The exhibition takes its title from Jenny Holzer’s 1935–1985 Survival series. The phrase, emblazoned on one of the museum’s exterior facades, feels strikingly pertinent. Holzer’s message is hopeful in a measured sense: By turning inwards, we can find routes to survival and joy — even if it’s only in dreams.

Installation view of IN A DREAM YOU SAW A WAY TO SURVIVE AND YOU WERE FULL OF JOY at The Contemporary Austin – Jones Center (2022); (left) Juilana Huxtable, “Interfertility Industrial Complex 4” (2019), wallpaper, two inkjet prints on Dibond, printed paper, and buttons, dimensions variable; (right) Juliana Huxtable, “Interfertility Industrial Complex 2” (2019), wallpaper, CNC-cut and mounted inkjet print, and printed paper, dimensions variable (photo by Alex Boeschenstein, courtesy the artist and Reena Spaulings Fine Art, New York)
Ellie Ga, “Quarries” (2022), HD video, sound, duration: 40 minutes (© Ellie Ga, courtesy the artist and Bureau Gallery, New York)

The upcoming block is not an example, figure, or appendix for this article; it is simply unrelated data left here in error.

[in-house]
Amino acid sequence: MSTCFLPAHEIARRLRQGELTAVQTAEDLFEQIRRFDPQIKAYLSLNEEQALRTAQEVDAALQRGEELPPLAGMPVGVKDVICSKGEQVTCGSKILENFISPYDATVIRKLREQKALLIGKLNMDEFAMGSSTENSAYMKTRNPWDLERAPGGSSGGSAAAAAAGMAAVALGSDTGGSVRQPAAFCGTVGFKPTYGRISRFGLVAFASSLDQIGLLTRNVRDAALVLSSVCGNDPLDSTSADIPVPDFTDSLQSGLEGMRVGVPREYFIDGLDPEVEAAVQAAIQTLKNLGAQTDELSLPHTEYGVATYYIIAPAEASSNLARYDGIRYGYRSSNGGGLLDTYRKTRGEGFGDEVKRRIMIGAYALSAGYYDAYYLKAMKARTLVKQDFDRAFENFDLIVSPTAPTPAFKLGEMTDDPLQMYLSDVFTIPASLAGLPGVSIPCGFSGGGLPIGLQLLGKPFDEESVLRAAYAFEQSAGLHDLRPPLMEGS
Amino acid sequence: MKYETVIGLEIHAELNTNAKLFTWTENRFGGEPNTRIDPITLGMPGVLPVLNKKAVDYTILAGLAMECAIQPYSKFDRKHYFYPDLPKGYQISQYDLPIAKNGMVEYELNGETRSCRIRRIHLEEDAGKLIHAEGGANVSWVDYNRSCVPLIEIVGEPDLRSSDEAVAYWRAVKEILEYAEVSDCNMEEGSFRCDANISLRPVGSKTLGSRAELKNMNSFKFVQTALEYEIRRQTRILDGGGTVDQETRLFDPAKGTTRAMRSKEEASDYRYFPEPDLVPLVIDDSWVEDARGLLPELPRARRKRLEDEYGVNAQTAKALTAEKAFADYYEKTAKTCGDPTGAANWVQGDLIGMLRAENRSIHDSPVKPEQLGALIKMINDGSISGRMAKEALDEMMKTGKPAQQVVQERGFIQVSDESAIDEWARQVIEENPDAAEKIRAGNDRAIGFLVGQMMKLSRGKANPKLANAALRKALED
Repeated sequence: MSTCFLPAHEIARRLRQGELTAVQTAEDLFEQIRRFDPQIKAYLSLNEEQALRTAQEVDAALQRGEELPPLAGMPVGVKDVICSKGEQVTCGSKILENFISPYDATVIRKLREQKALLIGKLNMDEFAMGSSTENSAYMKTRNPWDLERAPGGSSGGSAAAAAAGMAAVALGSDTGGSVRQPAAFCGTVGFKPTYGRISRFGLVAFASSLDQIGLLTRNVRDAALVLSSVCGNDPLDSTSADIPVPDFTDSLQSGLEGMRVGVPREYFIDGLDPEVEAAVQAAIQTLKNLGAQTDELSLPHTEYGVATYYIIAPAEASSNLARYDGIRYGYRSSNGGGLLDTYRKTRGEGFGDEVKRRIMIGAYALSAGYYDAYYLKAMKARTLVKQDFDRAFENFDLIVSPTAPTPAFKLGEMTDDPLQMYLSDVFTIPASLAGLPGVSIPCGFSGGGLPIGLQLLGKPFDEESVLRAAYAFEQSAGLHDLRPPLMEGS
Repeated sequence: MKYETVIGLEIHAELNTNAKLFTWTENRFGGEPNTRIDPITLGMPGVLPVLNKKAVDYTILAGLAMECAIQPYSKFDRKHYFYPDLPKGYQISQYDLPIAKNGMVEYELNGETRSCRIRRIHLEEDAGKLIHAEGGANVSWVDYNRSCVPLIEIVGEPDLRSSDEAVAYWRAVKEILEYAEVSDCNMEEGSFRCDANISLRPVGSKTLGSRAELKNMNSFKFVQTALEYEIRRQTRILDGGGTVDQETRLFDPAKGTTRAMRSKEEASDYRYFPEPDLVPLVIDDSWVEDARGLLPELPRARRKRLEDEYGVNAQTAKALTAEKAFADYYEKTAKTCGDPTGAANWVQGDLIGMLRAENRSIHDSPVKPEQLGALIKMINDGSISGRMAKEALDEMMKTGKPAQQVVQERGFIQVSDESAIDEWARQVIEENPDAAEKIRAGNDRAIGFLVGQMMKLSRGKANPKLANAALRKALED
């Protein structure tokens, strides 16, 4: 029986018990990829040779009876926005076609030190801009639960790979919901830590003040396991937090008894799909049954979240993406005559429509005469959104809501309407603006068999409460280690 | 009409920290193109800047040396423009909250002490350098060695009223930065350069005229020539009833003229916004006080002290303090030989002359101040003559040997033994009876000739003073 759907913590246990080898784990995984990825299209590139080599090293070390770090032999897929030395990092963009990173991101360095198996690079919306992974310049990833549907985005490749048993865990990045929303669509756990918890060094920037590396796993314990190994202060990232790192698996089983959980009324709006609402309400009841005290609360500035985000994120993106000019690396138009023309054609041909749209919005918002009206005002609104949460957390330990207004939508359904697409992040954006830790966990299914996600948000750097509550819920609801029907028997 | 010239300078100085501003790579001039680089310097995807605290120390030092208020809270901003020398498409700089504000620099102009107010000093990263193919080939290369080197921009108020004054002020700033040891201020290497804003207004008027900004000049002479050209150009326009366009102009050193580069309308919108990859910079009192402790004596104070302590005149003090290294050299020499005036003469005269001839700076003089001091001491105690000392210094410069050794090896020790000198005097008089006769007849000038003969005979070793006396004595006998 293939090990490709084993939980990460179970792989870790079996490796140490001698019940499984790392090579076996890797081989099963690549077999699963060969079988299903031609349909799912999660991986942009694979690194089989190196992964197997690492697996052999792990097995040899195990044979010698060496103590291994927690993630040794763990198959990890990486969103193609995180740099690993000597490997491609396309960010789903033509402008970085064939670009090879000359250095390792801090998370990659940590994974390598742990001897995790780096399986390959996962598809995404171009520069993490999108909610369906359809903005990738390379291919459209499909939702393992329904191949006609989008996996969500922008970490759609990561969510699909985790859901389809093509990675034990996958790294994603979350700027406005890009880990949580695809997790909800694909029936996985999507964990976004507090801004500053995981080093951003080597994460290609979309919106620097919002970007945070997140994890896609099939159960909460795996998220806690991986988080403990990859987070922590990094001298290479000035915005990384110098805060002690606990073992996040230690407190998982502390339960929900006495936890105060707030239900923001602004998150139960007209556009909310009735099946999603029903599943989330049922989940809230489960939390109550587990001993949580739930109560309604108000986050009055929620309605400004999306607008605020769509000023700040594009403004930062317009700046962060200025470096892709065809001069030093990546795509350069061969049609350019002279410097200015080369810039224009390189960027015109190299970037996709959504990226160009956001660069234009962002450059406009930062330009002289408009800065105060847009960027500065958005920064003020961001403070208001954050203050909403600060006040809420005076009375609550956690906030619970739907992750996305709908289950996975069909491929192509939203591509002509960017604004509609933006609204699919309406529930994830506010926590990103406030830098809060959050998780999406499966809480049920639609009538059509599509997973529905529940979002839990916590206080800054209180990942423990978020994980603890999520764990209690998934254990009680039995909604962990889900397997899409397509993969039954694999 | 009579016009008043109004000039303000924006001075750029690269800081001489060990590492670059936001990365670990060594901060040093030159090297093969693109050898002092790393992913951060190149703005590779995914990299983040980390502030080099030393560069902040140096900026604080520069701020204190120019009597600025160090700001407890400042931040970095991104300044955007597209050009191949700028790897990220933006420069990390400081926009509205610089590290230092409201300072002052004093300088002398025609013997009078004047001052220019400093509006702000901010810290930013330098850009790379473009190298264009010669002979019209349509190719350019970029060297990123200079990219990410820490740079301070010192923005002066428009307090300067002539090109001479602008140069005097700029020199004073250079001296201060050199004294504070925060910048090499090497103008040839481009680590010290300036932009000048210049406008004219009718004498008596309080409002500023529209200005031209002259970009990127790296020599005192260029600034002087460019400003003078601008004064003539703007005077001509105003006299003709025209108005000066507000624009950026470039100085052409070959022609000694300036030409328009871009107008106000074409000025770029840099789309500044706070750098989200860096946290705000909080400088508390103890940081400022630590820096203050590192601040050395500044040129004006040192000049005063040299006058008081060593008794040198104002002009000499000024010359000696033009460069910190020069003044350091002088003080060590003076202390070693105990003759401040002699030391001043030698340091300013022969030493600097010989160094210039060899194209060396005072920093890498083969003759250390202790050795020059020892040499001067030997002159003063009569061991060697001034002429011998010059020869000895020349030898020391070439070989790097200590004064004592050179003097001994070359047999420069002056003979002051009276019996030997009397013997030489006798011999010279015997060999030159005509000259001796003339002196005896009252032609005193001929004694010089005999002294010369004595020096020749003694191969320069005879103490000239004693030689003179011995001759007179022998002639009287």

Adriana Corral, “Latitudes” (2016–2019), blind debossed etching (© Adriana Corral, courtesy the artist)
Tala Madani, still from “Shit Moms Animation 1” (2021), single-channel animation, running time: 07:55, edition of 6, 2 AP (© Tala Madani, courtesy the artist and David Kordansky Gallery, Los Angeles / New York, image courtesy the artist and David Kordansky Gallery, Los Angeles / New York)
Installation view of A Float for the Future at The Armory Show, New York (2021); Wendy Red Star, “Never Slips (cause it’s a real good one)” (2021), mixed media, 24 1/2 x 76 x 24 inches (Gochman Family Collection and Forge Project, © Wendy Red Star, courtesy the artist and Sargent’s Daughters, New York)
Installation view of IN A DREAM YOU SAW A WAY TO SURVIVE AND YOU WERE FULL OF JOY at The Contemporary Austin – Jones Center (2022) (photo by Alex Boeschenstein)

IN A DREAM YOU SAW A WAY TO SURVIVE AND YOU WERE FULL OF JOY continues at The Contemporary Austin (700 Congress Avenue, Austin, Texas) through February 12. The exhibition was curated by Robin K. Williams, curator, with Julie Le, assistant curator at The Contemporary Austin.

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Lauren Moya Ford

Lauren Moya Ford is a writer and artist. Her writing has appeared in Apollo, Artsy, Atlas Obscura, Flash Art, Frieze, Glasstire, Mousse Magazine, and other publications.